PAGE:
Friday, February 25, 2005

A Note on Computer Geeks

I have come to realize this week that every good family needs a computer geek. Yes, someone that carries around a little flashlight on a keychain and thoroughly loves the challenge of ridding a computer of some unknown virus.
I made the cataclysmic mistake this week of clicking on some pop-up advertising as I was surfing and my computer fell quickly and precipitously into the depths of cookie hell. Cookies and pop-ups were invading the screen so quickly it felt as if I was playing Space Invaders as I tried unsuccessfully to ward off the demons. During this chaos, I realized that my family has no computer geek. We are completely geek-free.
My brother, Dave, has the cranial capacity for geekdom, but, alas, he opted for biology (a closely related field, but of no use in this situation). My nephews could be headed for geekdom, but now their skills are limited to the repair and installation of X-Box games. My family lacks a true geek. Considering my options, I dragged out the trusty Yellow Pages and dialed up the store with the highest geek potential.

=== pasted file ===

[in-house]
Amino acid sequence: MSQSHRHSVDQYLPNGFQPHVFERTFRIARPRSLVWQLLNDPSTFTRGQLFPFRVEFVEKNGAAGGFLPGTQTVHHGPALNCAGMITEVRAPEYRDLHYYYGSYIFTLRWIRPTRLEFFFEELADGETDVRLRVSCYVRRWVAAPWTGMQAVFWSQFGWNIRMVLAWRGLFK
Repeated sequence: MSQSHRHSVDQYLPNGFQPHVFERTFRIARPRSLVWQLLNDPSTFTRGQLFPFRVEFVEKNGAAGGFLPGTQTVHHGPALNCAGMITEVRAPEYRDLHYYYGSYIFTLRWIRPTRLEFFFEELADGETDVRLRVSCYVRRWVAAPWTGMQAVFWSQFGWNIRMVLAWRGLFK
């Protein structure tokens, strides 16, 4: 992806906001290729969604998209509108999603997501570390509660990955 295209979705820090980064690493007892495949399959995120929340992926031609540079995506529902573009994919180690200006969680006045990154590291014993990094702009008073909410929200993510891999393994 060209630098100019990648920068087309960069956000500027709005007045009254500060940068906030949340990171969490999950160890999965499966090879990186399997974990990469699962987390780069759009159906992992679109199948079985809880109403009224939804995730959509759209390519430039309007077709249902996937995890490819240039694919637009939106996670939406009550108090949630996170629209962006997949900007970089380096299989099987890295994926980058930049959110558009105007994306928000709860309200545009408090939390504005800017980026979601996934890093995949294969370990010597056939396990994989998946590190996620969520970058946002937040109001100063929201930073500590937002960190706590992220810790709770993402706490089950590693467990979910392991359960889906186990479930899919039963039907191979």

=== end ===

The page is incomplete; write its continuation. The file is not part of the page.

In choosing the store, I considered many factors such as price, availability, and professionalism, but ultimately I just picked the store with the geekiest-looking tech. I hit the gold mine. Craig was the geek assigned to us and he did not disappoint. In shortly under two hours, he had rid my machine of its demons and had us up and running. Craig, we will be sending the adoption papers shortly. Welcome to the family.